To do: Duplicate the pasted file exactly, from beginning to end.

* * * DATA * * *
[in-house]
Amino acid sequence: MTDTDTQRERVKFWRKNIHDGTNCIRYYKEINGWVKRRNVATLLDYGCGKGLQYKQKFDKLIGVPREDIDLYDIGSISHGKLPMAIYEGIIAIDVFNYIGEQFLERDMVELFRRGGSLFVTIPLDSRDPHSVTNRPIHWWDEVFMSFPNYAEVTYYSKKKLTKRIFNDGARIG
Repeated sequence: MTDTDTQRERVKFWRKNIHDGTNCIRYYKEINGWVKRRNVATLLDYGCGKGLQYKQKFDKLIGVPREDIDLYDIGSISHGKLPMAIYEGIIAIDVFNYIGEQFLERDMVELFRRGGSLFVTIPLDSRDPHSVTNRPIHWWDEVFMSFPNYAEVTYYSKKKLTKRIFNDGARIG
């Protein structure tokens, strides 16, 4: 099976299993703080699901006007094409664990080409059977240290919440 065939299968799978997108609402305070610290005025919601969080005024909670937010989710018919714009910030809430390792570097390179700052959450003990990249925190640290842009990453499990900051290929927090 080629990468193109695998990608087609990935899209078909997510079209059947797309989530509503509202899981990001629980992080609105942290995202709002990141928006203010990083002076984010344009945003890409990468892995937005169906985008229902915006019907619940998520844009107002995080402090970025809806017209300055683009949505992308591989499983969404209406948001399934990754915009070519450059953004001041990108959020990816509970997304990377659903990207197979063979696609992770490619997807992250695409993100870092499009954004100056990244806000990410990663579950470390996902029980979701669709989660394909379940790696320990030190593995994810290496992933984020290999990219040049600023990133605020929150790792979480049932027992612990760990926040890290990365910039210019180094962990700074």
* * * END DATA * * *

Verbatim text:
[in-house]
Amino acid sequence: MTDTDTQRERVKFWRKNIHDGTNCIRYYKEINGWVKRRNVATLLDYGCGKGLQYKQKFDKLIGVPREDIDLYDIGSISHGKLPMAIYEGIIAIDVFNYIGEQFLERDMVELFRRGGSLFVTIPLDSRDPHSVTNRPIHWWDEVFMSFPNYAEVTYYSKKKLTKRIFNDGARIG
Repeated sequence: MTDTDTQRERVKFWRKNIHDGTNCIRYYKEINGWVKRRNVATLLDYGCGKGLQYKQKFDKLIGVPREDIDLYDIGSISHGKLPMAIYEGIIAIDVFNYIGEQFLERDMVELFRRGGSLFVTIPLDSRDPHSVTNRPIHWWDEVFMSFPNYAEVTYYSKKKLTKRIFNDGARIG
């Protein structure tokens, strides 16, 4: 099976299993703080699901006007094409664990080409059977240290919440 065939299968799978997108609402305070610290005025919601969080005024909670937010989710018919714009910030809430390792570097390179700052959450003990990249925190640290842009990453499990900051290929927090 080629990468193109695998990608087609990935899209078909997510079209059947797309989530509503509202899981990001629980992080609105942290995202709002990141928006203010990083002076984010344009945003890409990468892995937005169906985008229902915006019907619940998520844009107002995080402090970025809806017209300055683009949505992308591989499983969404209406948001399934990754915009070519450059953004001041990108959020990816509970997304990377659903990207197979063979696609992770490619997807992250695409993100870092499009954004100056990244806000990410990663579950470390996902029980979701669709989660394909379940790696320990030190593995994810290496992933984020290999990219040049600023990133605020929150790792979480049932027992612990760990926040890290990365910039210019180094962990700074």